It sometimes takes rookie wide receivers a season or two to reach their full potential. Davante Adams averaged 465 receiving yards in his first two NFL seasons. Michael Irvin had a total of 78 receptions in his first three NFL seasons.
The 2014 season was a special one for rookie WRs. Mike Evans, Odell Beckham Jr., DeAndre Hopkins, Kelvin Benjamin, and Sammy Watkins all finished the season with at least 800 receiving yards. All of those receivers, except Benjamin, are still in the NFL and playing at a high level.
Several young WRs have had breakout games and enjoyed fantasy success so far this season. Is their early-season success truly reflective of their talent or can we chalk it up to beginner’s luck? Can we count on them for the rest of this season and beyond? The following are five young receivers who’ve been lighting it up as of late. Let’s try to determine if it's legit or if there’s a Kelvin Benjamin in the group.
Chase Claypool, Pittsburgh Steelers
After a seven-catch, 110-yard, three-touchdown Week 5 performance, Chase Claypool was one of this week’s hottest fantasy football waiver wire adds. The Steelers selected Claypool in the second round of the 2020 NFL draft, and with their reputation for developing top wide receivers, the rest of the league took notice.
The six-foot four-inch Claypool is an explosive receiver with a knack for being able to bring down contested catches. With his special teams experience and above-average blocking skills, it wasn’t surprising when he saw significant playing time to start the season. However, as detailed in the chart below, Claypool’s playing time seems tied to how many snaps second-year WR Diontae Johnson plays on a weekly basis. Johnson, who leads the Steelers with 26 targets, saw limited action in Week 3 (concussion), and Week 5 (back injury) and that’s when Claypool saw a significant uptick in playing time.
Claypool is currently second among WRs with 9.2 Yards After The Catch Per Reception (YAC/R) and has the type of skillset that can eventually help him become one of the NFL’s top receivers for years to come. Although he deserves to be rostered in all league formats, fantasy managers should temper their expectations. There are many mouths to feed in the Steelers passing game and that can lead to some inconsistency in Claypool’s fantasy production moving forward. Fantasy managers should expect Claypool to have some very good weeks, like when he’s got a favorable matchup, and some small weeks, like when he plays against the Ravens in three weeks.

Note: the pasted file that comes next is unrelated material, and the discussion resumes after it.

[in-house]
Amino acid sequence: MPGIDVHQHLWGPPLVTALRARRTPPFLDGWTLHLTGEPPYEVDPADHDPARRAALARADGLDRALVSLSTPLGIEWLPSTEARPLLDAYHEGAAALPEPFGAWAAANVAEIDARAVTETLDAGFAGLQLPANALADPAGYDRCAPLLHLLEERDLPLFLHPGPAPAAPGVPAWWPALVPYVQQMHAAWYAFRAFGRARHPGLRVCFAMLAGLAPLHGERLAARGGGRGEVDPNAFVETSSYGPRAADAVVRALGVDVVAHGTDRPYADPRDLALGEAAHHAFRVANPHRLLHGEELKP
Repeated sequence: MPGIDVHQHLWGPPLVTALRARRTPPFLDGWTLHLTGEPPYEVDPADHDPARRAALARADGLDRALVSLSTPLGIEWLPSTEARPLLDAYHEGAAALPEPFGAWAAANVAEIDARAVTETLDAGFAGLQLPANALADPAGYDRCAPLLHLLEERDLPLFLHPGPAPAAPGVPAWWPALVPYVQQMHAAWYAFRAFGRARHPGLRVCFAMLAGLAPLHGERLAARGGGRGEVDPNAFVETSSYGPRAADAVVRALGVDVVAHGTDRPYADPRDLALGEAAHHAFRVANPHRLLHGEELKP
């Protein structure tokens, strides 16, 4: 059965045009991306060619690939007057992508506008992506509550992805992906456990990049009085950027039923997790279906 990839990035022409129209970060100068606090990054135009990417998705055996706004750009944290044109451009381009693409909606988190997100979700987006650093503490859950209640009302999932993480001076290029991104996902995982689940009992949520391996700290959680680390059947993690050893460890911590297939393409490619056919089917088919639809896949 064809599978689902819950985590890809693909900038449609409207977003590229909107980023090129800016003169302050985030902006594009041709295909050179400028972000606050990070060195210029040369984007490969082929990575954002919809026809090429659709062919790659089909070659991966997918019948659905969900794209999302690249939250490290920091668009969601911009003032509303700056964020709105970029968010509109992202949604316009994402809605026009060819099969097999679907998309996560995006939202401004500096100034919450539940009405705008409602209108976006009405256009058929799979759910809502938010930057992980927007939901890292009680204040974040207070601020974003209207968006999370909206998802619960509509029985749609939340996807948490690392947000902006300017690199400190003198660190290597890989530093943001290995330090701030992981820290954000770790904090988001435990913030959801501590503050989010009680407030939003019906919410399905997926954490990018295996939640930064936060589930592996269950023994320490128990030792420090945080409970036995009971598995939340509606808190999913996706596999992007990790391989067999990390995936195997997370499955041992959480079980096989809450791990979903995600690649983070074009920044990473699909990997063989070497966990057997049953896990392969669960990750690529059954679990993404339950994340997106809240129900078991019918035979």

Claypool can be a significant contributor to your fantasy team’s success for the rest of the season, but you’ll need to make strategic decisions as to when to put him in your starting lineup and when to leave him on your bench. Claypool’s talent is for real, but it may not be evident on a weekly basis early in his career.
Laviska Shenault Jr., Jacksonville Jaguars
Shenault hasn’t exactly lit the fantasy world on fire, but he’s gradually developing into a reliable fantasy WR. According to Fantasy Football Today, he’s fantasy football’s WR32, averaging 12.3 Fantasy Points Per Game (FPPG) in PPR scoring formats. That means that in a 12-team league, he’s a fringe WR3 or flex option.
Breaking tackles was his specialty in college. He broke 46 of them over his last two college seasons, so it makes sense that he’s tied for fourth in receptions per broken tackle among NFL WRs this season. With his combination of size, strength, and speed he has the potential to further develop into a big-time playmaker. Shenault’s outstanding running skills make him a versatile offensive force who has already had nine carries for 53 yards (5.9 YPC) through Week 5.
As part of a Jaguars team that surprisingly leads the NFL in passing play percentage (66.56%), he should continue to grow as a receiver as the season progresses. Shenault already leads the team with 23 receptions and averages 62% offensive snaps played per game. He’s still a bit of a work in progress, but Shenault deserves to be rostered in all fantasy league formats. Shenault may not have Claypool’s high ceiling, but at least for this season, he should provide fantasy players with a bit more consistency in weekly production than the Steelers WR.